As for me, speaking generally and without regard to any particular parish, jurisdiction, etc., I enjoy long sermons if they are well-organized and well-thought out, i.e., something in the nature of a mini academic discourse which presents a certain thesis as the interpretation/application of what was read, which then explains how this can be seen in the writings of Scripture and the Fathers and also how it can be applied now, and which demonstrates careful study of the topic. The sermons of the early Fathers certainly all seem to be of this type. The most painful are long sermons which do not appear well-thought out and which, rather than presenting such a synthesis on a particular topic for edification, are merely a series of unconnected thoughts or, even worse, "feelings" on a particular issue. These strike me as the presentation of unpolished drafts.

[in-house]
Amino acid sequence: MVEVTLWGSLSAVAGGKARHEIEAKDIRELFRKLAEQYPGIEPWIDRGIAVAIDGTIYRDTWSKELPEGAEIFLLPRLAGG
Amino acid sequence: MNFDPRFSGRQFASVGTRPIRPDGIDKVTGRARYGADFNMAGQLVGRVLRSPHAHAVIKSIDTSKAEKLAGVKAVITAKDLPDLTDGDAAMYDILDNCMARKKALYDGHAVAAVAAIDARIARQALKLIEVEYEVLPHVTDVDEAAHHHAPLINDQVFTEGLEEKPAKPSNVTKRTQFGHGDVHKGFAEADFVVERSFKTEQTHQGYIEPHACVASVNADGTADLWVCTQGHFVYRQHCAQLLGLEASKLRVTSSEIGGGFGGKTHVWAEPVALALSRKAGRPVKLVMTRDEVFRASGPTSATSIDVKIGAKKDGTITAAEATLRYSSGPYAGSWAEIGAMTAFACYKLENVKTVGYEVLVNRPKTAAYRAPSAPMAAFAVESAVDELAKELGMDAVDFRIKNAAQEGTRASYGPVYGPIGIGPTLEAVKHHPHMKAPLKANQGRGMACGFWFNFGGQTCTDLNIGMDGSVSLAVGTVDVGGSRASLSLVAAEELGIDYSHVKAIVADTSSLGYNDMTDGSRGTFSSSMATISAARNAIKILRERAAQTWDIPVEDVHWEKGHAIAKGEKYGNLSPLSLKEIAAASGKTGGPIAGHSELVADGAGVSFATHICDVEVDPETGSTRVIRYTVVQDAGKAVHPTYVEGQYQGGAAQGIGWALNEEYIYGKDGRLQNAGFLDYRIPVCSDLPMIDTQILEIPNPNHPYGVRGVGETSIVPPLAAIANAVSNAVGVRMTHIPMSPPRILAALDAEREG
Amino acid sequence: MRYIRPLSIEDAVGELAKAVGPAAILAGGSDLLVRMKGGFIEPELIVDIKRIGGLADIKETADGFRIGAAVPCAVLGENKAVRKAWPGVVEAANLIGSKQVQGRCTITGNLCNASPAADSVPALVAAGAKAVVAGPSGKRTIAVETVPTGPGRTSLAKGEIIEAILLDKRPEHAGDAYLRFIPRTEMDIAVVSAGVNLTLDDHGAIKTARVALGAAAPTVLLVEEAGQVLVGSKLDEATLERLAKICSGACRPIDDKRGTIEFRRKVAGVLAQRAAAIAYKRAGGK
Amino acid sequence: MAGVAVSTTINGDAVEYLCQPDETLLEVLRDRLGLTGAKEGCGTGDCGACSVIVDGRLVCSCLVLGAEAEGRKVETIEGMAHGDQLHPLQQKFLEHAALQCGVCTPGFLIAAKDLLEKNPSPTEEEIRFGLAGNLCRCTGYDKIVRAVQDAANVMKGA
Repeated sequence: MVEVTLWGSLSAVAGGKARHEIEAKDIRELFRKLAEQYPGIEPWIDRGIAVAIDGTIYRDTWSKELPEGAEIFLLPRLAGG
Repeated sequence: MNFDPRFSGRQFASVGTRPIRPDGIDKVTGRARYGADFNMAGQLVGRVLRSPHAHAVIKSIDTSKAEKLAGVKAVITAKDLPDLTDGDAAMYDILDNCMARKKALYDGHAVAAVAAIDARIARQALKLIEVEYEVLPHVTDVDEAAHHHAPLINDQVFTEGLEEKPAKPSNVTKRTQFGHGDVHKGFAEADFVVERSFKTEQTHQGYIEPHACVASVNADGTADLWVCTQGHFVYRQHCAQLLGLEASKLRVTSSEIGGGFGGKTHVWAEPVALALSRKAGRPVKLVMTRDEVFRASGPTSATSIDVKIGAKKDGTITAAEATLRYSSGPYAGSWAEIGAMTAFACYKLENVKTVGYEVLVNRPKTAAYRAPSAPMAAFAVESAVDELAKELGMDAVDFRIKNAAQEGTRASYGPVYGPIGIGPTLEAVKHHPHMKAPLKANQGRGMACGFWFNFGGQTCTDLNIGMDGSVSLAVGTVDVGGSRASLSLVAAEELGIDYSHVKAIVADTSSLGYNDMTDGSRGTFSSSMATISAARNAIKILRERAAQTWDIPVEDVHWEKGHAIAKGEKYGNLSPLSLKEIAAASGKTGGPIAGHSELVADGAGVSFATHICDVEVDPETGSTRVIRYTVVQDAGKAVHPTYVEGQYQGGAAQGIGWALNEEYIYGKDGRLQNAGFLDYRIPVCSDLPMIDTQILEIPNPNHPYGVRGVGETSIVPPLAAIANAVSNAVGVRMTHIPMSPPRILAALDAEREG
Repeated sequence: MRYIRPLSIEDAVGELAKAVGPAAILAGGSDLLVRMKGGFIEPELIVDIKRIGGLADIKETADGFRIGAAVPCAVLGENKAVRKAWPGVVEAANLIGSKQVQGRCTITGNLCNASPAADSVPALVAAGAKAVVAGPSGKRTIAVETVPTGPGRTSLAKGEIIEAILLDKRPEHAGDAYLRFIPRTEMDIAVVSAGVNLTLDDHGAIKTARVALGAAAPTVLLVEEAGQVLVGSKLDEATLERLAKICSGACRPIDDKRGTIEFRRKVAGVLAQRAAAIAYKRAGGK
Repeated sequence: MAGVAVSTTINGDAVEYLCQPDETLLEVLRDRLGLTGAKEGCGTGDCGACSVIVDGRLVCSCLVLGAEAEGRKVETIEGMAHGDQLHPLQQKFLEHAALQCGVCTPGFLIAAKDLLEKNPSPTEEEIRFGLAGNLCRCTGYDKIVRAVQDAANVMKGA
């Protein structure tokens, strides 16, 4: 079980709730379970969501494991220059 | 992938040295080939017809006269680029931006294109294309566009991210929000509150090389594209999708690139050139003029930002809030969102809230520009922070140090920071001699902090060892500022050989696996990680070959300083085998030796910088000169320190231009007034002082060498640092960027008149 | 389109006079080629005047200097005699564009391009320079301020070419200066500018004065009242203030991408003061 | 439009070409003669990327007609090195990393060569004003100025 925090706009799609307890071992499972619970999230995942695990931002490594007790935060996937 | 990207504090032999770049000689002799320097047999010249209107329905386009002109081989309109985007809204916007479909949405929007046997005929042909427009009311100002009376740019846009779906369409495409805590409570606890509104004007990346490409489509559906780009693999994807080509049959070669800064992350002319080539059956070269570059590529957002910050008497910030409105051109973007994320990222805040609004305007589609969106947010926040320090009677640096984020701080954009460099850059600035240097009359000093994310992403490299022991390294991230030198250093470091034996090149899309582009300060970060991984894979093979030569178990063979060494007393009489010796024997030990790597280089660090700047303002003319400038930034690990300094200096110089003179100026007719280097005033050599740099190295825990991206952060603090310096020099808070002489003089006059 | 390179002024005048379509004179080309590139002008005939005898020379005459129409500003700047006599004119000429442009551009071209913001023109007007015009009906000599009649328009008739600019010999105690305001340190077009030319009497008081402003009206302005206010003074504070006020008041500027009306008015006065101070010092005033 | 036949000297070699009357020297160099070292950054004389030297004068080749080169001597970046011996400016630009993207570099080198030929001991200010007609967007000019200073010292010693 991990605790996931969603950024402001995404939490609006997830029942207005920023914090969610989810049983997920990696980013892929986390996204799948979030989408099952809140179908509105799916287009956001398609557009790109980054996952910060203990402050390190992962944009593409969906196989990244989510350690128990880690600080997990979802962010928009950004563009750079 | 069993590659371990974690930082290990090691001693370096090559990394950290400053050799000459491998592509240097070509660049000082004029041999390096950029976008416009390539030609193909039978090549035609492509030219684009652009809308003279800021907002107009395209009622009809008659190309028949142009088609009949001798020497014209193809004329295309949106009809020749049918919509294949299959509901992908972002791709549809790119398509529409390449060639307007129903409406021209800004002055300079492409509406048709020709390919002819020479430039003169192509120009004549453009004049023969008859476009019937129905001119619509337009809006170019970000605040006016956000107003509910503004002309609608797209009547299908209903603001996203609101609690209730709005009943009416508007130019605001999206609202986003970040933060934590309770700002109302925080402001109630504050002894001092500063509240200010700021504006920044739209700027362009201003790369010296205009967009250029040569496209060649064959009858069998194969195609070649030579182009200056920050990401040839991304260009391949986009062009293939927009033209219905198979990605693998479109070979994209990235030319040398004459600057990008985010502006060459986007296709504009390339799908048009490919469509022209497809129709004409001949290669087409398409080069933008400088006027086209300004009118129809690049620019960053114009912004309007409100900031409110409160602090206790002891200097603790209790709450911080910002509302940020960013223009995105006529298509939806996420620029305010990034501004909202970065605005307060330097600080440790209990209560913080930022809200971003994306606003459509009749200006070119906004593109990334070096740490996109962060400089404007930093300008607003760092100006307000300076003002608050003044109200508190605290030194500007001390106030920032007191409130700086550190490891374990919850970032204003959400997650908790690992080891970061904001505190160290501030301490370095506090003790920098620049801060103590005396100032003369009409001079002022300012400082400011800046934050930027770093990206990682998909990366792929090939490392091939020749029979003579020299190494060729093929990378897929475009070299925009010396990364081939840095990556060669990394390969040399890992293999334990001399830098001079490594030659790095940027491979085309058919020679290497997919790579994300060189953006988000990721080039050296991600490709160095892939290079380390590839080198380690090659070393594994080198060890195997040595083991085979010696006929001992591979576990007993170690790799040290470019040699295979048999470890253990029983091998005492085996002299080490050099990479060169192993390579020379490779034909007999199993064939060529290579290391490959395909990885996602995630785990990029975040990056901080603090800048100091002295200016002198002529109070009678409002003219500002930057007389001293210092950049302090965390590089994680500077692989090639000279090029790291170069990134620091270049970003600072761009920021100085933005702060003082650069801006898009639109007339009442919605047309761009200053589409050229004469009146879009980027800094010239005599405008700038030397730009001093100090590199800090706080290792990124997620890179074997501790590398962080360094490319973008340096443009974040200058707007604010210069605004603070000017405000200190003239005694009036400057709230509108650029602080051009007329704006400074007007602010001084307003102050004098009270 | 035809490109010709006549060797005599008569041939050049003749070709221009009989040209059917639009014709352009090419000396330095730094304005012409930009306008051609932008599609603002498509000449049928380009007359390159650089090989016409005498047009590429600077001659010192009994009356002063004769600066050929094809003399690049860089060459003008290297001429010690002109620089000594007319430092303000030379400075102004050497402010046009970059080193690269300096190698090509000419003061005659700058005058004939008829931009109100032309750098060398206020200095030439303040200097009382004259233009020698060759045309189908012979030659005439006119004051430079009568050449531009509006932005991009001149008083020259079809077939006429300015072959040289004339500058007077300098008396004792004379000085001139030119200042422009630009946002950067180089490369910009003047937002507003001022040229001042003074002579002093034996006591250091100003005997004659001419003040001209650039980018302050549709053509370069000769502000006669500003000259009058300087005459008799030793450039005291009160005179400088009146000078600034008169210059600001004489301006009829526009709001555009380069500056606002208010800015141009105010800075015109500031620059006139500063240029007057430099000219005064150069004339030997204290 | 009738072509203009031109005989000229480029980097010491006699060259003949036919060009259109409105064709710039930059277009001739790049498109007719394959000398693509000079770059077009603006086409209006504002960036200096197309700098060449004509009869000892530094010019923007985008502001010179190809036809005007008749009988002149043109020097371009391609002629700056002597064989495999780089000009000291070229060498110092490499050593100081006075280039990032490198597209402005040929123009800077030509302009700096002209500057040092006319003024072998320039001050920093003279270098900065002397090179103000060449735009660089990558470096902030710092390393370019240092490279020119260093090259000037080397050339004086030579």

In my history of pre-Orthodox church attendance, I often felt perturbed by some of the Protestant sermons which started off with a reading of the Biblical text and then went off into the pastor's own thoughts for the day, without actually explaining what had just been read or trying to ground it in any sort of doctrine or tradition.